The first time I tasted Oaxacan Black Molé (Molé Negro) was about 30 years ago when I had the privilege of eating Molé Negro Chicken made by a Oaxacan immigrant. Each bite produced a flavor sensation that I still relish to this day.  Years later I found a recipe for Oaxacan Black Molé in Diana Kennedy’s Book, The Art of Mexican Cooking and decided to give it a try. The result was heavenly but it took many hours of work and 2 days.  So when I decided that I wanted to make this Black Bean Molé dish I chose to make a deconstructed molé instead of making the sauce separately.  It saved quite a bit of time and simplified the process tremendously.

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Refrigerator Chicken and Vegetable Soup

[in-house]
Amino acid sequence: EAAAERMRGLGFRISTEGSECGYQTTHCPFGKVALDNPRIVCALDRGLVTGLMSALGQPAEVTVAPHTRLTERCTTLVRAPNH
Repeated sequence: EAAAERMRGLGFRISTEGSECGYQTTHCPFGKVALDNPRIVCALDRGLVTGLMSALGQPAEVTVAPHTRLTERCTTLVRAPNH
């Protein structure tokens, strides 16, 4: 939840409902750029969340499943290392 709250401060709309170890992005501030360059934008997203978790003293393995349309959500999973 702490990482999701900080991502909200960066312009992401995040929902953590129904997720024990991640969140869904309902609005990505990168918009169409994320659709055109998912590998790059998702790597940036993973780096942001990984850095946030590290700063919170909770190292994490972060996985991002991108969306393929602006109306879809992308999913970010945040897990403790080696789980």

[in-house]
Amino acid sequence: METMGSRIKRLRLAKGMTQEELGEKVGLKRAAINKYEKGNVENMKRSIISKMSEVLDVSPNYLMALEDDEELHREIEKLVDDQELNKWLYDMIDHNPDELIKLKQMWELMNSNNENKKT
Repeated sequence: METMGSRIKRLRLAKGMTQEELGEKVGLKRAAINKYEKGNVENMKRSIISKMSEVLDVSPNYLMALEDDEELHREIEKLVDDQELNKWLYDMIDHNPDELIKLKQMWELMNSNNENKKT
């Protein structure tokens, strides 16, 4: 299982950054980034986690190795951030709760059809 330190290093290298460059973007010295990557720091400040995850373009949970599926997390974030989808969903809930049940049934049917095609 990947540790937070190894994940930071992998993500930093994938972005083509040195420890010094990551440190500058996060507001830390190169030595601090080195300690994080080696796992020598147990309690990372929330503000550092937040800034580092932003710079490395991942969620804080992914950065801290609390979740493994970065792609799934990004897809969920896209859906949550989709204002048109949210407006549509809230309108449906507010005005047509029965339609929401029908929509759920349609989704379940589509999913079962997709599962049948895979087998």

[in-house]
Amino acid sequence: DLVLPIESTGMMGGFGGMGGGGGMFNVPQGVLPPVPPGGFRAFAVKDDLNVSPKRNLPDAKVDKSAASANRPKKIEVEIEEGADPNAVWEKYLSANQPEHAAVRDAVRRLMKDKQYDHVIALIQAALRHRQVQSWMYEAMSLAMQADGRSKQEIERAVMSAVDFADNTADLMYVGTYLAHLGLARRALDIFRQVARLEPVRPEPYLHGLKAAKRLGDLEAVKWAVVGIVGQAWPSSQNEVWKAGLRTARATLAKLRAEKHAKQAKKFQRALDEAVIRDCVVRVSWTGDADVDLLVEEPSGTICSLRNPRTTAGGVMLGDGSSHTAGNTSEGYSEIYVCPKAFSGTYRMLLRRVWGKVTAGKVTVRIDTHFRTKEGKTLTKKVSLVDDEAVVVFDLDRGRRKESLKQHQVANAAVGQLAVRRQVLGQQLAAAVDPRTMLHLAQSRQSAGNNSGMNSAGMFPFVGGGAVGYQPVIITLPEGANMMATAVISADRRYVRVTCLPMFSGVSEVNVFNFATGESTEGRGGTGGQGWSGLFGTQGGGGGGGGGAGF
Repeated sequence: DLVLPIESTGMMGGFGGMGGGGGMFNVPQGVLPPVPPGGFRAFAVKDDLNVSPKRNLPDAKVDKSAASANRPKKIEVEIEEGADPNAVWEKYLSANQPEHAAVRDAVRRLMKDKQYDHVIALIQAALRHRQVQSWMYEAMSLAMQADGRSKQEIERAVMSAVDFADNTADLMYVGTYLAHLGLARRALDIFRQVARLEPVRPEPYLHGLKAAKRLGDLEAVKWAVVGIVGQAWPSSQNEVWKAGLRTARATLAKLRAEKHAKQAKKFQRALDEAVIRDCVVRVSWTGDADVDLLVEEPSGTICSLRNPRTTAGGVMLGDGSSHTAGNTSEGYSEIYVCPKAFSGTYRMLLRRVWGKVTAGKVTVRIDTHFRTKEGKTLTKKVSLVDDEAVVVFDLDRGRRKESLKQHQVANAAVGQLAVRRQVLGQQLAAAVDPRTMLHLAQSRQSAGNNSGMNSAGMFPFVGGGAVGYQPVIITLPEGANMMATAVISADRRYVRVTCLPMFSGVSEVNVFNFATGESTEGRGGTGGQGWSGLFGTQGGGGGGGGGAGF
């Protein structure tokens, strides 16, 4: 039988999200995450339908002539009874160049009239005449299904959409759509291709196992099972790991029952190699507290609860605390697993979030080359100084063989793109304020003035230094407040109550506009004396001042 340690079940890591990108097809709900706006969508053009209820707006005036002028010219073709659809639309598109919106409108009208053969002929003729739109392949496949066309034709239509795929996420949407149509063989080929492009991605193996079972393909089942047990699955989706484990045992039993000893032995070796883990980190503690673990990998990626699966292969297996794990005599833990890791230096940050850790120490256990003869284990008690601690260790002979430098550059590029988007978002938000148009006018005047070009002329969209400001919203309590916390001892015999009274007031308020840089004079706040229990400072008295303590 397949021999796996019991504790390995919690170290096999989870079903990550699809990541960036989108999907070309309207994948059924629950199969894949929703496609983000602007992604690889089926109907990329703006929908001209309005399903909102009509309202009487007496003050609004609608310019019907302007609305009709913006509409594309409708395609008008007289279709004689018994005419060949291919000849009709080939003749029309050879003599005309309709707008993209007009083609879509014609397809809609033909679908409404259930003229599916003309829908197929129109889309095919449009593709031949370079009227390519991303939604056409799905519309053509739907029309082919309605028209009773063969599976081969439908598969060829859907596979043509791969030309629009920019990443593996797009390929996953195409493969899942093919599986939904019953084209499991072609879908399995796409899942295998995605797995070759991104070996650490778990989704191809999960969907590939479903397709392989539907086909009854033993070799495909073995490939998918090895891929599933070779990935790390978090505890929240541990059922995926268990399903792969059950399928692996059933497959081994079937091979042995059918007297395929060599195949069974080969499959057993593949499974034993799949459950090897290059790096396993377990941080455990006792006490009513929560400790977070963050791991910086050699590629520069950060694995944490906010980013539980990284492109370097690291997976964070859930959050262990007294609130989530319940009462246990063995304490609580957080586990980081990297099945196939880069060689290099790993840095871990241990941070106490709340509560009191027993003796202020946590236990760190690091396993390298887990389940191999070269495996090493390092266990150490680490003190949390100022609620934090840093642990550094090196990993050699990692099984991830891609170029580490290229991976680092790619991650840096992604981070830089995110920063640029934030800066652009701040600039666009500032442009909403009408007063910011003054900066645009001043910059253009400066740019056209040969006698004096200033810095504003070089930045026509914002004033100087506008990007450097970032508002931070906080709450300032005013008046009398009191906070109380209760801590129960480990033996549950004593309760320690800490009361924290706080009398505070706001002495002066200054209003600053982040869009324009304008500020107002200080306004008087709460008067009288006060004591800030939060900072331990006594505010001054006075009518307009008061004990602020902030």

How to make Chicken and Vegetable Soup from what you have in the refrigerator |mjskitchen.com

 

Do you ever find a refrigerator full of a little of this and a little of that?  Well, this happens to me 2 to 3 times a month.  Once the refrigerator gets to this point, it’s time to make a pasta or soup.  This week the ingredients screamed SOUP.  This Chicken and Vegetable Soup was made using the last of a roasted chicken from which we had already had two meals, some leftover green beans, and fingerling potatoes, and few other fresh vegetables I had in the fridge.

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A Collection of Kabocha Squash Recipes

A Collection of Kabocha Squash Recipes | mjskitchen.com